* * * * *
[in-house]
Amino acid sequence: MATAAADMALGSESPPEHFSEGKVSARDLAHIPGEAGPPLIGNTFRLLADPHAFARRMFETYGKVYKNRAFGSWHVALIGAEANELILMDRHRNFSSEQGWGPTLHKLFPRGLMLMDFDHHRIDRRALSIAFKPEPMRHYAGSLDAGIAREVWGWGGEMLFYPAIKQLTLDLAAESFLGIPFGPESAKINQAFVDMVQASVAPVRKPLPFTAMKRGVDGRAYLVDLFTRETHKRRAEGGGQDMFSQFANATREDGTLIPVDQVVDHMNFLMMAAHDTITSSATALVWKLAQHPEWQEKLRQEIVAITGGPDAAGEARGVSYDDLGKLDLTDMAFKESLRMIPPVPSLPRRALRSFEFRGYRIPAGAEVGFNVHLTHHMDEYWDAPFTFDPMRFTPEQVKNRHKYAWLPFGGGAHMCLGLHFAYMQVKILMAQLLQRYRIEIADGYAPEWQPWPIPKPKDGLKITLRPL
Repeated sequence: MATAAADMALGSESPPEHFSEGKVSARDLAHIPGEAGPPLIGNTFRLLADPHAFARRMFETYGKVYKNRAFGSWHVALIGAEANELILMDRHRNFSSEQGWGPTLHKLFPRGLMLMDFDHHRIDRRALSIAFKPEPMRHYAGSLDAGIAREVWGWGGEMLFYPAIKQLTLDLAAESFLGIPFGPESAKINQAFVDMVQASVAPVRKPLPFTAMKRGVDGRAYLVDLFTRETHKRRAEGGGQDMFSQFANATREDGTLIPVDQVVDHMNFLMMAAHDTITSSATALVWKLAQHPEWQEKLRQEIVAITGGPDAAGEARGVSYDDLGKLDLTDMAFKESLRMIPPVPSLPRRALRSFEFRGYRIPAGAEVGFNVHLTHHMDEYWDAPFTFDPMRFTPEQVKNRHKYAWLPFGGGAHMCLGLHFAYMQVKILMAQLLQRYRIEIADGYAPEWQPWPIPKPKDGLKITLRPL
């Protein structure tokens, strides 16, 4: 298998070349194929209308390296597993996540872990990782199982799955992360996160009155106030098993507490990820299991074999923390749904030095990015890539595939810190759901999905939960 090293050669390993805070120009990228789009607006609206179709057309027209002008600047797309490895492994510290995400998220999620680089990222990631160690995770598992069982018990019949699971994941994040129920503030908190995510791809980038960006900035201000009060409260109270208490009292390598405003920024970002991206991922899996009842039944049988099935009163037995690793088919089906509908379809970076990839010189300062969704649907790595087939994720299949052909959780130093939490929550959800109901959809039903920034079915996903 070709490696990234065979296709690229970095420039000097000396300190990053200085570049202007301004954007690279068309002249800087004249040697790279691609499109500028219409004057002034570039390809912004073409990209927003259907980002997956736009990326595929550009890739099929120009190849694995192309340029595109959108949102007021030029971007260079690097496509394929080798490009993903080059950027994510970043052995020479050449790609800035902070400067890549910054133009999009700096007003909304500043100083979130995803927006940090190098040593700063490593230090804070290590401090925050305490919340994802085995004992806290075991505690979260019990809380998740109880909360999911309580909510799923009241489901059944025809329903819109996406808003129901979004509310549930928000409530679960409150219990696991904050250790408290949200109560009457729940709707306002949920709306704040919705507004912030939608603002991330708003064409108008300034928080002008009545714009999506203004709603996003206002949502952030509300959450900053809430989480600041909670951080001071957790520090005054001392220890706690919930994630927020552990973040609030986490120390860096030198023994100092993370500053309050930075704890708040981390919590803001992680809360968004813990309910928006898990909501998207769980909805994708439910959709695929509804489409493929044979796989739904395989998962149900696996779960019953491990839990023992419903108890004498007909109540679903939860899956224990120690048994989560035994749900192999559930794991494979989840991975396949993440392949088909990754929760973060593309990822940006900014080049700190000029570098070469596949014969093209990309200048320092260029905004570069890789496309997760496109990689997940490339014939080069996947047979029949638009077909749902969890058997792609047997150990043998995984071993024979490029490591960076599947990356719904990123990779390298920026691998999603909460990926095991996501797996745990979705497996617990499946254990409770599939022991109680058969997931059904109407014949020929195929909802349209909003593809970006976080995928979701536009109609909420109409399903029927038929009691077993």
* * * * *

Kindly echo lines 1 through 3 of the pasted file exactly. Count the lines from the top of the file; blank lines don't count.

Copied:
[in-house]
Amino acid sequence: MATAAADMALGSESPPEHFSEGKVSARDLAHIPGEAGPPLIGNTFRLLADPHAFARRMFETYGKVYKNRAFGSWHVALIGAEANELILMDRHRNFSSEQGWGPTLHKLFPRGLMLMDFDHHRIDRRALSIAFKPEPMRHYAGSLDAGIAREVWGWGGEMLFYPAIKQLTLDLAAESFLGIPFGPESAKINQAFVDMVQASVAPVRKPLPFTAMKRGVDGRAYLVDLFTRETHKRRAEGGGQDMFSQFANATREDGTLIPVDQVVDHMNFLMMAAHDTITSSATALVWKLAQHPEWQEKLRQEIVAITGGPDAAGEARGVSYDDLGKLDLTDMAFKESLRMIPPVPSLPRRALRSFEFRGYRIPAGAEVGFNVHLTHHMDEYWDAPFTFDPMRFTPEQVKNRHKYAWLPFGGGAHMCLGLHFAYMQVKILMAQLLQRYRIEIADGYAPEWQPWPIPKPKDGLKITLRPL
Repeated sequence: MATAAADMALGSESPPEHFSEGKVSARDLAHIPGEAGPPLIGNTFRLLADPHAFARRMFETYGKVYKNRAFGSWHVALIGAEANELILMDRHRNFSSEQGWGPTLHKLFPRGLMLMDFDHHRIDRRALSIAFKPEPMRHYAGSLDAGIAREVWGWGGEMLFYPAIKQLTLDLAAESFLGIPFGPESAKINQAFVDMVQASVAPVRKPLPFTAMKRGVDGRAYLVDLFTRETHKRRAEGGGQDMFSQFANATREDGTLIPVDQVVDHMNFLMMAAHDTITSSATALVWKLAQHPEWQEKLRQEIVAITGGPDAAGEARGVSYDDLGKLDLTDMAFKESLRMIPPVPSLPRRALRSFEFRGYRIPAGAEVGFNVHLTHHMDEYWDAPFTFDPMRFTPEQVKNRHKYAWLPFGGGAHMCLGLHFAYMQVKILMAQLLQRYRIEIADGYAPEWQPWPIPKPKDGLKITLRPL